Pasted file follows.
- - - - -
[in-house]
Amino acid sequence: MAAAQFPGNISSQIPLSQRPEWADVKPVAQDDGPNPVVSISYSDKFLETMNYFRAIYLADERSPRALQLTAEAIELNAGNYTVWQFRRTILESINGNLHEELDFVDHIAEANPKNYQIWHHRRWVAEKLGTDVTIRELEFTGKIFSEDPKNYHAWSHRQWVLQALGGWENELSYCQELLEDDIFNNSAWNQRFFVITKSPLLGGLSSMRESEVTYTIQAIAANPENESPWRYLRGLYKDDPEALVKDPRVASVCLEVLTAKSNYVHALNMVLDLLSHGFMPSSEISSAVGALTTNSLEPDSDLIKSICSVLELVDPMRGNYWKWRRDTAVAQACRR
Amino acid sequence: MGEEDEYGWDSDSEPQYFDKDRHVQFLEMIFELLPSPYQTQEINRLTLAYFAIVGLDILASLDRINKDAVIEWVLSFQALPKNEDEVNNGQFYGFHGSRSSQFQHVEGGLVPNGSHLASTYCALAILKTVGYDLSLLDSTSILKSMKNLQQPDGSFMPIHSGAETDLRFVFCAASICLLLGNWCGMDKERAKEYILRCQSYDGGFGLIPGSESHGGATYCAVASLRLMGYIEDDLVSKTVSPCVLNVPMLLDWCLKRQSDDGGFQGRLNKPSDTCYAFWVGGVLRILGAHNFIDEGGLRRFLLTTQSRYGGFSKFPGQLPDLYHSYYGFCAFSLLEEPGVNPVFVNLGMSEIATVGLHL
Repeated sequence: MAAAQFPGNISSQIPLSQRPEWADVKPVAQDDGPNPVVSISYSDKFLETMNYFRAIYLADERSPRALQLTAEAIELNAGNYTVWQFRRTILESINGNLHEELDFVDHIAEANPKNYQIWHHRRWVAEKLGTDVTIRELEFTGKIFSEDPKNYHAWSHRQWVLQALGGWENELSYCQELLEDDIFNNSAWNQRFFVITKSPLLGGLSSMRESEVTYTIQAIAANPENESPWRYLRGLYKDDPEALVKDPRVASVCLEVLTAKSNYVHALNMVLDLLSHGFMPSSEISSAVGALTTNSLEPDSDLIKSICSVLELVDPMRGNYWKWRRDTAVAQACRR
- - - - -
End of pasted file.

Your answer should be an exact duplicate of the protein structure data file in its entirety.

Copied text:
[in-house]
Amino acid sequence: MAAAQFPGNISSQIPLSQRPEWADVKPVAQDDGPNPVVSISYSDKFLETMNYFRAIYLADERSPRALQLTAEAIELNAGNYTVWQFRRTILESINGNLHEELDFVDHIAEANPKNYQIWHHRRWVAEKLGTDVTIRELEFTGKIFSEDPKNYHAWSHRQWVLQALGGWENELSYCQELLEDDIFNNSAWNQRFFVITKSPLLGGLSSMRESEVTYTIQAIAANPENESPWRYLRGLYKDDPEALVKDPRVASVCLEVLTAKSNYVHALNMVLDLLSHGFMPSSEISSAVGALTTNSLEPDSDLIKSICSVLELVDPMRGNYWKWRRDTAVAQACRR
Amino acid sequence: MGEEDEYGWDSDSEPQYFDKDRHVQFLEMIFELLPSPYQTQEINRLTLAYFAIVGLDILASLDRINKDAVIEWVLSFQALPKNEDEVNNGQFYGFHGSRSSQFQHVEGGLVPNGSHLASTYCALAILKTVGYDLSLLDSTSILKSMKNLQQPDGSFMPIHSGAETDLRFVFCAASICLLLGNWCGMDKERAKEYILRCQSYDGGFGLIPGSESHGGATYCAVASLRLMGYIEDDLVSKTVSPCVLNVPMLLDWCLKRQSDDGGFQGRLNKPSDTCYAFWVGGVLRILGAHNFIDEGGLRRFLLTTQSRYGGFSKFPGQLPDLYHSYYGFCAFSLLEEPGVNPVFVNLGMSEIATVGLHL
Repeated sequence: MAAAQFPGNISSQIPLSQRPEWADVKPVAQDDGPNPVVSISYSDKFLETMNYFRAIYLADERSPRALQLTAEAIELNAGNYTVWQFRRTILESINGNLHEELDFVDHIAEANPKNYQIWHHRRWVAEKLGTDVTIRELEFTGKIFSEDPKNYHAWSHRQWVLQALGGWENELSYCQELLEDDIFNNSAWNQRFFVITKSPLLGGLSSMRESEVTYTIQAIAANPENESPWRYLRGLYKDDPEALVKDPRVASVCLEVLTAKSNYVHALNMVLDLLSHGFMPSSEISSAVGALTTNSLEPDSDLIKSICSVLELVDPMRGNYWKWRRDTAVAQACRR